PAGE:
And then comes the word of power: “Lazarus, come forth.” He had prayed to the Father, jealous above all for His glory, and never forgetful of the place He had Himself come down to as man. But He was the Son, He could quicken whom He would, and so He does. Yet even in the majesty of this divine display, He intermingles after, as well as before, what drew men's attention, that they might not be faithless but believing. What difficulty was there in the stone? For Himself He needed to remove nothing. It was for their sakes, to see man in the loathsomeness of death before he was raised. And so now what for Him mattered the binding of the graveclothes, or of the handkerchief? The grace of the Lord by both would only give them the better confirmation of what He had wrought. He could have loosed Lazarus as easily as He could have caused the stone to disappear; He could have willed all without crying with a loud voice; but He, who would that we should confide in the power of His word, would have us note the corruption that precedes quickening and the bondage which may follow it now. Liberty is needed well as life, but it is unnatural that one, who is made to live, should be longer bound.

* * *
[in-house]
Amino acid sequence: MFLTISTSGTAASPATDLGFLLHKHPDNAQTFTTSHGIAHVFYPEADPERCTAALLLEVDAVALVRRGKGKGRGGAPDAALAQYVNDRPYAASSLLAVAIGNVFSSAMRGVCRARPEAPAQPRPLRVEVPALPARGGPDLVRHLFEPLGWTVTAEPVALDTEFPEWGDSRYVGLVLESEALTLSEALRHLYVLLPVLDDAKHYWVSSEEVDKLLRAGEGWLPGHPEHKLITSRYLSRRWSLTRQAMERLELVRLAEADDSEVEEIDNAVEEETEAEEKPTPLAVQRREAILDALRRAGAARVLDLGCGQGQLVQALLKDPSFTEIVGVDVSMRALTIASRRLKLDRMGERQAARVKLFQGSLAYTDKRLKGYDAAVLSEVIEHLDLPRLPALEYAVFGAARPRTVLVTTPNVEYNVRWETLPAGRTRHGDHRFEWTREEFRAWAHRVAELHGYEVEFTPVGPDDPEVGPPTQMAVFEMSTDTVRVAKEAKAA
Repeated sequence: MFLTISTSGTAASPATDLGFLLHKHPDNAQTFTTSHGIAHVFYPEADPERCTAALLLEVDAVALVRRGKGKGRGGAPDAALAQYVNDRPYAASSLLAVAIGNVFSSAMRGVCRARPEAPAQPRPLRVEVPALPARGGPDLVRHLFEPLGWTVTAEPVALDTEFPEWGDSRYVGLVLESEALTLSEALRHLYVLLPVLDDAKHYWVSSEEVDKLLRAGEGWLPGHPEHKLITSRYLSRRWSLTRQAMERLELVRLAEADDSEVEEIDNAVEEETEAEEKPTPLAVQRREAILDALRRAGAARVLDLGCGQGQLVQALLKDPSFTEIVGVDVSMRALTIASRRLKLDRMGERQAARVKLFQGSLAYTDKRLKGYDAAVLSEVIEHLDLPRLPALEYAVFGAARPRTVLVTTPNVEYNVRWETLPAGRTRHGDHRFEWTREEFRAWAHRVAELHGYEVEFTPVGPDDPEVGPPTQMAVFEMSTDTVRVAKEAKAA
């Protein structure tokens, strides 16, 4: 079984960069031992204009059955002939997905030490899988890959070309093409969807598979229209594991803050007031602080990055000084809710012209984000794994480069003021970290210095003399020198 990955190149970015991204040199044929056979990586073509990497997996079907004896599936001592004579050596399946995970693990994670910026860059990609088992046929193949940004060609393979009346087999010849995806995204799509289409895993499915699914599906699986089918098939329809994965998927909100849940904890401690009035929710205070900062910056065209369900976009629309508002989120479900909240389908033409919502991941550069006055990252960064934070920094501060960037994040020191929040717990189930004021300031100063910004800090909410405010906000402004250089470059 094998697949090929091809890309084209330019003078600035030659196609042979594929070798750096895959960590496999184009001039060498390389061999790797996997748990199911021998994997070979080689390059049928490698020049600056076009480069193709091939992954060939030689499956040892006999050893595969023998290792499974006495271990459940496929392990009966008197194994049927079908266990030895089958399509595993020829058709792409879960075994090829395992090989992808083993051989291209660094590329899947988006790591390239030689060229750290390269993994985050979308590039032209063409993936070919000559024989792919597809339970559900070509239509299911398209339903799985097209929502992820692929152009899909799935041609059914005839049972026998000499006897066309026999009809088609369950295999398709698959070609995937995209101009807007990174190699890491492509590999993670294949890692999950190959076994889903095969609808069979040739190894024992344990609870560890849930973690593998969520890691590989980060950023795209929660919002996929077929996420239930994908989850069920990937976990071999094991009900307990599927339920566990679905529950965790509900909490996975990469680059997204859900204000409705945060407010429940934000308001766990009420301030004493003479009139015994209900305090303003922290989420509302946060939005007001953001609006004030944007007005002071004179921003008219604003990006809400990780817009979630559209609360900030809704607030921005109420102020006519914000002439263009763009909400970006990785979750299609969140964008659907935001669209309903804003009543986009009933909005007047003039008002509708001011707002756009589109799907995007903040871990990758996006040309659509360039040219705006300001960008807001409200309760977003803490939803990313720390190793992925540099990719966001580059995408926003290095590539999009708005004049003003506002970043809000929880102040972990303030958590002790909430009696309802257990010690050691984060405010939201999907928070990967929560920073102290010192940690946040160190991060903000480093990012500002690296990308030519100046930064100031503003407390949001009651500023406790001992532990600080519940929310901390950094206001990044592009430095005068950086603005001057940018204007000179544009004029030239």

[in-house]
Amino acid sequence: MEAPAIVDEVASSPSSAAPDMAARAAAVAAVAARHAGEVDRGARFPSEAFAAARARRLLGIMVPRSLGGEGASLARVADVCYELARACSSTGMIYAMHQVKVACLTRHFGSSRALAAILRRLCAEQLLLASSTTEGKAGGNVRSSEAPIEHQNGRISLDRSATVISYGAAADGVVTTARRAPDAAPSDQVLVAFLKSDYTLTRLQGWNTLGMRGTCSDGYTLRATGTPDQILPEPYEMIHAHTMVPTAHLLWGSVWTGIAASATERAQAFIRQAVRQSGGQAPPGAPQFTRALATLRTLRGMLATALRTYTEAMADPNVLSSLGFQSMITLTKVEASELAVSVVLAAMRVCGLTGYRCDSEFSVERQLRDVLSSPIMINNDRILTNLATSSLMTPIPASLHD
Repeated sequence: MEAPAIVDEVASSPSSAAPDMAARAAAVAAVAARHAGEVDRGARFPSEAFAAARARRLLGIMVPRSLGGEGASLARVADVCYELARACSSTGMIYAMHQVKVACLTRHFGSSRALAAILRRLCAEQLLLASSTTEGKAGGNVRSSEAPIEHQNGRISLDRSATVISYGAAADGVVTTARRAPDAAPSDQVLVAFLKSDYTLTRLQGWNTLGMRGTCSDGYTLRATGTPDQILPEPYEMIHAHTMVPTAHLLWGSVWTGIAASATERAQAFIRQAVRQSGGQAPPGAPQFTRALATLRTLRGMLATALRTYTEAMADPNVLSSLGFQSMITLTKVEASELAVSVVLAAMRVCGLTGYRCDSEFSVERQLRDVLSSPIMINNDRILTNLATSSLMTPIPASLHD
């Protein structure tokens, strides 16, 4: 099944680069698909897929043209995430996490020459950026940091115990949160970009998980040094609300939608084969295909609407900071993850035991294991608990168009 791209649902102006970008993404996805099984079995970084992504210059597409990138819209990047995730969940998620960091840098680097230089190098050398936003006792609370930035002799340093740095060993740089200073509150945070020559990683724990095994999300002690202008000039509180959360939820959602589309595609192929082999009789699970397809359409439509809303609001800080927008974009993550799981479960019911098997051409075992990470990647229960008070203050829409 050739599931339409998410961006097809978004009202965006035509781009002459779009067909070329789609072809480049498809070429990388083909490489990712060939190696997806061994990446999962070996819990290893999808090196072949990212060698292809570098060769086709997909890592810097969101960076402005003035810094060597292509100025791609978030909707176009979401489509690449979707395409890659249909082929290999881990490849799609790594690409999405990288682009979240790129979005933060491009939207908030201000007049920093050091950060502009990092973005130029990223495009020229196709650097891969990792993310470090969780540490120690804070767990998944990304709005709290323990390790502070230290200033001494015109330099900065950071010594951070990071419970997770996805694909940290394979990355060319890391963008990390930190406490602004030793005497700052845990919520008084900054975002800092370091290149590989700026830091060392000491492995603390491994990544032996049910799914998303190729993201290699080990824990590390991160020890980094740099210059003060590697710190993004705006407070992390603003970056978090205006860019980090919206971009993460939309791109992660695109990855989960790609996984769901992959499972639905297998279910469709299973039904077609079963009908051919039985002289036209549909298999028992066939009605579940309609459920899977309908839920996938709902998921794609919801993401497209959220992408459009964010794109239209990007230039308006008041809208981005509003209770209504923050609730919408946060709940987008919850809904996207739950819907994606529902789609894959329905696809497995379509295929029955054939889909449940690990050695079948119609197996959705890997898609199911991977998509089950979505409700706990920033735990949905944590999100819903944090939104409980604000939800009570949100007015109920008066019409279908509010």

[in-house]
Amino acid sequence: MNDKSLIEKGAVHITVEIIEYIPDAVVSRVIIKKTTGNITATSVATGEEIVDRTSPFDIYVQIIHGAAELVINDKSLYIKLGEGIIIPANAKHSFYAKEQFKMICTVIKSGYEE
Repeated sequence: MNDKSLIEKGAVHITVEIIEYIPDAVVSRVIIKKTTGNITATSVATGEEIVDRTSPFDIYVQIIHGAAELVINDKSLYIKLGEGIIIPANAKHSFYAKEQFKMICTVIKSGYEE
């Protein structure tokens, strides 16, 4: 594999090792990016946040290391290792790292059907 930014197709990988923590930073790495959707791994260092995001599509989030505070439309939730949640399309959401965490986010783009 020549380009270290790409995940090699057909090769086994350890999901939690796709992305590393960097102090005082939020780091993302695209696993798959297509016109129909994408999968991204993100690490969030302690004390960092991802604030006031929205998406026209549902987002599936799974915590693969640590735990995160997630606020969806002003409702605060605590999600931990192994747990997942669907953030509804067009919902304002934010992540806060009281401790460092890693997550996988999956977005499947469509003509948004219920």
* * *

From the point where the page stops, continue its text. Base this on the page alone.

1. δόξαντες à B Cp.m. DLX, some cursives, and most ancient versions, λέγοντες, “saying,” (Text. Rec.) A and a dozen uncials, most cursives and versions.
2. à D, &c., with most of the ancient add the copula καί “and."
3. For the received reading τεθνηκότος, “dead,” supported by a good many uncials and most cursives, the highest authorities give τετελευτηκότος “deceased."
4. Text. Rec. with the great majority of MSS. adds οὖ ἦν δ τεθνηκὼς κείμενος, A K Π &c. only οὖ ἦν, but the best (à B Cp.m. D L X, some cursives, and the oldest versions) omit.
5. The received text with most authorities begins with the copula καί “and,” but omits the last αὐτόν “him,” contrary to a few of the beat authorities.